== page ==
There are also many scholarships available based on criteria that you wouldn’t typically think would qualify you for an award. These include scholarships for left-handed students, and awards for students whose ancestors hail from a specific country. Get creative and think about what makes you unique. Chances are, there is a scholarship with your name on it!

In summary, there are so many different college scholarship opportunities, we can’t list them all here. Below are tips on how (and when) to search for a college scholarship yourself, and how to apply for them.

Finding Scholarships Is Easier Than Ever Before

Just like everything else these days, the internet is the obvious go-to when looking for scholarships. Free scholarship search websites like and have huge databases of scholarships, qualification requirements, and deadlines. Many websites also have scholarship match systems, where you enter some information about yourself and your grades, and they provide a list of scholarships for which you might qualify.

There is also the traditional route to finding scholarship information: your high school guidance counselor or your college advisor. Their offices receive information about scholarships every week. Since your guidance counselor either knows you personally, or has access to your transcript and GPA, he or she can quickly determine scholarships for which you may qualify.

Don’t be afraid to make an appointment with your school counselor or advisor; the staff at your school are there to help you. They can provide you with a lot of insight into how the selection process for scholarships work, and might even have connections that you wouldn’t find elsewhere.

Ask your parents if their employer has a scholarship program that could help pay off your tuition. This money is often left on the table, since parents forget this work benefit is available to them. Check with your church or synagogue to see if you qualify for a scholarship from them. You never know when asking a simple question could help you save thousands of dollars.

When to Start Your Scholarship Search

It is never too early to begin looking for scholarships. Even if you won’t graduate in the next year, identifying college scholarship opportunities when you are a freshman or sophomore in high school will make you aware of which scholarship requirements you’ll have to meet when you apply for the award in the future. That could be a good incentive to improve your GPA over the next two years.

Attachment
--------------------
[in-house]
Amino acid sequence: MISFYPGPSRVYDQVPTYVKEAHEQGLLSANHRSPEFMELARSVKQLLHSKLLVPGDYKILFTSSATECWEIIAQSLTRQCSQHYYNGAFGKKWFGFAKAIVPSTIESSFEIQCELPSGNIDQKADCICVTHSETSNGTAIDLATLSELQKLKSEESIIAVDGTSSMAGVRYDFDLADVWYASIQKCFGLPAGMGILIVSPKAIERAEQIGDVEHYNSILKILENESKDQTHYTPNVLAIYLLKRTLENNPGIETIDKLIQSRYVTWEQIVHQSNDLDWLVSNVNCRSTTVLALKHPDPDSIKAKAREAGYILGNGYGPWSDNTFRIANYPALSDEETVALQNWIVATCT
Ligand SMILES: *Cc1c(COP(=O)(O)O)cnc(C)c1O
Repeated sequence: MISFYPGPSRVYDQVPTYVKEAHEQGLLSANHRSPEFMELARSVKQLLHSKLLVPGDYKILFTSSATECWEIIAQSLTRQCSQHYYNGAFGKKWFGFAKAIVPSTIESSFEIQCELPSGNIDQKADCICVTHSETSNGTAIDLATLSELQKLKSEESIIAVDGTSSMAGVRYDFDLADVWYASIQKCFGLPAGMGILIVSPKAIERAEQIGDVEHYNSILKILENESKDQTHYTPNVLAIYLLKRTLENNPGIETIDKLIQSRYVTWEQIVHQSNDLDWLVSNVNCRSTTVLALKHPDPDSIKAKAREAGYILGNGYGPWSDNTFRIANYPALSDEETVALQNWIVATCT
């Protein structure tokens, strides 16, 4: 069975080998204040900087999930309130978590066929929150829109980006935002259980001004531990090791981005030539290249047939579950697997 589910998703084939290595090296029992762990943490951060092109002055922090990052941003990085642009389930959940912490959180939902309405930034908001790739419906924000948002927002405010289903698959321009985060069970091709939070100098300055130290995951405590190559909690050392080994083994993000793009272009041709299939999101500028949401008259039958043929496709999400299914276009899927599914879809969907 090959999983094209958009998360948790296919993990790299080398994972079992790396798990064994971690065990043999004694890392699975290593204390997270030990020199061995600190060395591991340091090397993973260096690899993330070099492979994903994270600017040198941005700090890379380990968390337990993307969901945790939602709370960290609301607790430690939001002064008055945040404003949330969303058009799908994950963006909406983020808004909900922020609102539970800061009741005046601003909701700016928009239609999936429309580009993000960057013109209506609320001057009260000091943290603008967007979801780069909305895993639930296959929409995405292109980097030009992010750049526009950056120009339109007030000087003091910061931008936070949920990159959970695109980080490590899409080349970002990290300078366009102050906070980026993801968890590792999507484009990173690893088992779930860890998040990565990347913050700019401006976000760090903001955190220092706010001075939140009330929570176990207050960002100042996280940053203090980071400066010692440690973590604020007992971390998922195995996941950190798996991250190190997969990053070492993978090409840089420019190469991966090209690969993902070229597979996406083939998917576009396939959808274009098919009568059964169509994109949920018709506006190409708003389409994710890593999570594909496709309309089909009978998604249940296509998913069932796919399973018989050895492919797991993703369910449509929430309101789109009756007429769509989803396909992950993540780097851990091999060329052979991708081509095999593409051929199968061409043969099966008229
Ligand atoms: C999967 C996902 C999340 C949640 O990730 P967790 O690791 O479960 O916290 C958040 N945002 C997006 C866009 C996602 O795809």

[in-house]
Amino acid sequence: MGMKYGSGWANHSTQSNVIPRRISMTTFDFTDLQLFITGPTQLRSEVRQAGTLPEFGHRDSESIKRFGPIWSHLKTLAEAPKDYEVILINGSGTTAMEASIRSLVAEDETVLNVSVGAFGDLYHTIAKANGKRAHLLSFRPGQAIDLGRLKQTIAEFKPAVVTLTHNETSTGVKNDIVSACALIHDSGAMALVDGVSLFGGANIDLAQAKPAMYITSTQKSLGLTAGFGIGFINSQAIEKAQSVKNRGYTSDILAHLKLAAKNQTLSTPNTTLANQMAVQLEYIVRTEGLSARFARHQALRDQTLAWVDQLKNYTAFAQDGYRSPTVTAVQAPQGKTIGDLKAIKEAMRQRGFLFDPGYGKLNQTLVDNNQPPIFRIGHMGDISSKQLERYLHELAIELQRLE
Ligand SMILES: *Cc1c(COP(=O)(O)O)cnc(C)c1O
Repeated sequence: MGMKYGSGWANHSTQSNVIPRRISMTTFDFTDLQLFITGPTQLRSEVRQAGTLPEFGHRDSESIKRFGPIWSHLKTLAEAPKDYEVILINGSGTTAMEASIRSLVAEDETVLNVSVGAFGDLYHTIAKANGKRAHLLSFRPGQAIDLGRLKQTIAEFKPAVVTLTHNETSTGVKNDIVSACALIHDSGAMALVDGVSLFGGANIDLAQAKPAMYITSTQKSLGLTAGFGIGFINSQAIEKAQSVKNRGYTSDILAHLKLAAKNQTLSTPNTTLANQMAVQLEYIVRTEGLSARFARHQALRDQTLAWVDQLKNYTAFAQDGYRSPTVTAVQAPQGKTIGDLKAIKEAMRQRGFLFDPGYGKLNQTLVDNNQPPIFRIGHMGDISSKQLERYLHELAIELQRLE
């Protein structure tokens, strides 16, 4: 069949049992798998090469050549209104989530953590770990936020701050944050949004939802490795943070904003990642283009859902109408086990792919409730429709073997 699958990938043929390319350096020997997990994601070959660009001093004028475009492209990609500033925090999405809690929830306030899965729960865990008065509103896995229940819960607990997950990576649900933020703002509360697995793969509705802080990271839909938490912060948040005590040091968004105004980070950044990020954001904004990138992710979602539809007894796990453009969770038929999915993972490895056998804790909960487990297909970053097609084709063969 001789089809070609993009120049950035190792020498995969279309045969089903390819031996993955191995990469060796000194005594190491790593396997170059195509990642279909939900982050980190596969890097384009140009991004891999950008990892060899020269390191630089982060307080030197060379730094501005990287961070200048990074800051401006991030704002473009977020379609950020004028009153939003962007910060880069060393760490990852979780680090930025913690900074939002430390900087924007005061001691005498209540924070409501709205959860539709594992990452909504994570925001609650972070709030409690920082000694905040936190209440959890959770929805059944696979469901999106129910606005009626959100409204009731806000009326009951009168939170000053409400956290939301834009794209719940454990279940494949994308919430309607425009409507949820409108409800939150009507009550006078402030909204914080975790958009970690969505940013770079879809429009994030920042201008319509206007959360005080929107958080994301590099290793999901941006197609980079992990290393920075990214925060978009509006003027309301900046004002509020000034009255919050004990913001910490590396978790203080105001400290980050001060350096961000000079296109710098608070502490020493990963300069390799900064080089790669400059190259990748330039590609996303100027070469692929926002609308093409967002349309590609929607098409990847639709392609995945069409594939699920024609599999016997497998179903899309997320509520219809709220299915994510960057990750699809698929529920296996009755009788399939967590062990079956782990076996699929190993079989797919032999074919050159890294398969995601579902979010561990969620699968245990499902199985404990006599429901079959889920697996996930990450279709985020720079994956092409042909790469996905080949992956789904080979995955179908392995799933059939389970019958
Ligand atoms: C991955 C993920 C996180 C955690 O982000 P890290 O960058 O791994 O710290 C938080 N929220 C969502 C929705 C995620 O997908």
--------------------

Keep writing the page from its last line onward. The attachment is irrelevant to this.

If you are a junior or senior in high school and you haven’t searched for scholarships yet, you should begin a search right away so that you don’t miss out on an opportunity to help cover your college expenses.

Applying for Scholarships

First things first: if you find several scholarships for which you qualify, apply to all of them. You can’t win if you don’t try, and you could win more than one (or all) of them. One thousand dollars here, another twenty-five hundred all adds up to savings for you!

To apply for scholarships, you’ll need to get organized and do a little leg work. There are usually hard deadlines by which you must submit your application. You usually have to provide documentation like your school transcript and letters of recommendation. Find out how to request these items and do it as soon as you know what you’ll need.

There are a couple of different ways to submit a scholarship application. The first is the traditional way of collecting and sending in your documentation (via postal mail, email, or a fully-online application). Large national scholarships may ask you to submit all of your information online, while smaller scholarships from your state or an independent organization may not have such high-tech methods for submission.

The second way to apply for scholarships is to let technology do it for you. Websites like provide a fast-track to applying for scholarships by having just one application for you to complete. They take your application information and match your answers to scholarships, then give you the option to hit the "Apply" button to quickly submit your application to those programs.

Some scholarship applications will require you to write an essay. Don’t be intimidated by this. Unless you are applying for a top-notch academic scholarship, the essay (often called a "personal essay", because they ask you to write about something important to you) is more about what you write than about having perfect grammar. That said, good grammar will certainly help, so make sure to have a good proof-reader review your essay before you submit it.

Increase Your Chances of Winning a Scholarship

You don’t need perfect grades to win most college scholarships, but you can’t be a slacker, either. Universities, foundations, and businesses want to know that you’re going to put their money to good use when you start your freshman year as a college student. Your high school GPA is a good indicator of how seriously you take school, so shoot for A’s and B’s.

You’ve probably heard that college admissions officers and employers often check out applicant’s social media profiles before selecting them. There’s nothing stopping a scholarship selection committee from doing the same thing. Make sure that profile photos and public content about yourself is respectable. You might also consider posting photos of yourself doing community service or participating in activities that demonstrate your passion for the scholarship topic.

Finally, when filling out scholarship applications, answer the "optional"" questions. The more information you submit on the general online applications, the higher your chances of qualifying for multiple scholarships. For a scholarship-specific application, the optional information you provide can give the selection committee a better idea of the type of person you are, increasing your chances of winning the award.